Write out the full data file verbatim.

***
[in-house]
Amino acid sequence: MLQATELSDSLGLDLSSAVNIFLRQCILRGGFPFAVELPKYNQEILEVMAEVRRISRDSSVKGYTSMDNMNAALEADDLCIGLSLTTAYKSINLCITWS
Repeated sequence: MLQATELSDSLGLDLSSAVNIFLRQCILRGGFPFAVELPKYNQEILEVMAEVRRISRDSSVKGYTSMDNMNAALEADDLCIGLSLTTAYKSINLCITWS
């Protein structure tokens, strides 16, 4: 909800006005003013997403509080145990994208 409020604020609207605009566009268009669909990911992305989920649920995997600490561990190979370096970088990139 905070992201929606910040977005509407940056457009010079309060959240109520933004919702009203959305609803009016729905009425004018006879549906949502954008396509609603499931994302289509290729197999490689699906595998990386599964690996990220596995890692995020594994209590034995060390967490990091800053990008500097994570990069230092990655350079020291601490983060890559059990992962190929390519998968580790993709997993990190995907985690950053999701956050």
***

[in-house]
Amino acid sequence: MLQATELSDSLGLDLSSAVNIFLRQCILRGGFPFAVELPKYNQEILEVMAEVRRISRDSSVKGYTSMDNMNAALEADDLCIGLSLTTAYKSINLCITWS
Repeated sequence: MLQATELSDSLGLDLSSAVNIFLRQCILRGGFPFAVELPKYNQEILEVMAEVRRISRDSSVKGYTSMDNMNAALEADDLCIGLSLTTAYKSINLCITWS
């Protein structure tokens, strides 16, 4: 909800006005003013997403509080145990994208 409020604020609207605009566009268009669909990911992305989920649920995997600490561990190979370096970088990139 905070992201929606910040977005509407940056457009010079309060959240109520933004919702009203959305609803009016729905009425004018006879549906949502954008396509609603499931994302289509290729197999490689699906595998990386599964690996990220596995890692995020594994209590034995060390967490990091800053990008500097994570990069230092990655350079020291601490983060890559059990992962190929390519998968580790993709997993990190995907985690950053999701956050």